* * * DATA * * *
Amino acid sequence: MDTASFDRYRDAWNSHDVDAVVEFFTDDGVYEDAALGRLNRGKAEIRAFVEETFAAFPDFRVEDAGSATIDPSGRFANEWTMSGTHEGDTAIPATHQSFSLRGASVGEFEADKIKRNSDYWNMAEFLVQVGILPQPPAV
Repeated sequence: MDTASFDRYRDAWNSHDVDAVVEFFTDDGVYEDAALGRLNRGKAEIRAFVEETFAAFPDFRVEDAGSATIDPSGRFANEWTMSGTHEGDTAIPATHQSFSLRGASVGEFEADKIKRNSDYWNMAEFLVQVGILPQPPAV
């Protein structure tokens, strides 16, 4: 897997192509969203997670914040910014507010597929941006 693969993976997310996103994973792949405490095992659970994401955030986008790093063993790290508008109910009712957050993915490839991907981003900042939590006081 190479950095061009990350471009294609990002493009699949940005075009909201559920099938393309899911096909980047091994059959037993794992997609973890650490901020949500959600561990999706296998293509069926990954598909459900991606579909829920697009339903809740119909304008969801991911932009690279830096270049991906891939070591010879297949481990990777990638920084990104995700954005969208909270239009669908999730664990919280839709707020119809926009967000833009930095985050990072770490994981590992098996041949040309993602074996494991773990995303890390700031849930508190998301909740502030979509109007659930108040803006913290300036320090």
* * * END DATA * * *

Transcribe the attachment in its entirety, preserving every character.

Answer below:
Amino acid sequence: MDTASFDRYRDAWNSHDVDAVVEFFTDDGVYEDAALGRLNRGKAEIRAFVEETFAAFPDFRVEDAGSATIDPSGRFANEWTMSGTHEGDTAIPATHQSFSLRGASVGEFEADKIKRNSDYWNMAEFLVQVGILPQPPAV
Repeated sequence: MDTASFDRYRDAWNSHDVDAVVEFFTDDGVYEDAALGRLNRGKAEIRAFVEETFAAFPDFRVEDAGSATIDPSGRFANEWTMSGTHEGDTAIPATHQSFSLRGASVGEFEADKIKRNSDYWNMAEFLVQVGILPQPPAV
């Protein structure tokens, strides 16, 4: 897997192509969203997670914040910014507010597929941006 693969993976997310996103994973792949405490095992659970994401955030986008790093063993790290508008109910009712957050993915490839991907981003900042939590006081 190479950095061009990350471009294609990002493009699949940005075009909201559920099938393309899911096909980047091994059959037993794992997609973890650490901020949500959600561990999706296998293509069926990954598909459900991606579909829920697009339903809740119909304008969801991911932009690279830096270049991906891939070591010879297949481990990777990638920084990104995700954005969208909270239009669908999730664990919280839709707020119809926009967000833009930095985050990072770490994981590992098996041949040309993602074996494991773990995303890390700031849930508190998301909740502030979509109007659930108040803006913290300036320090």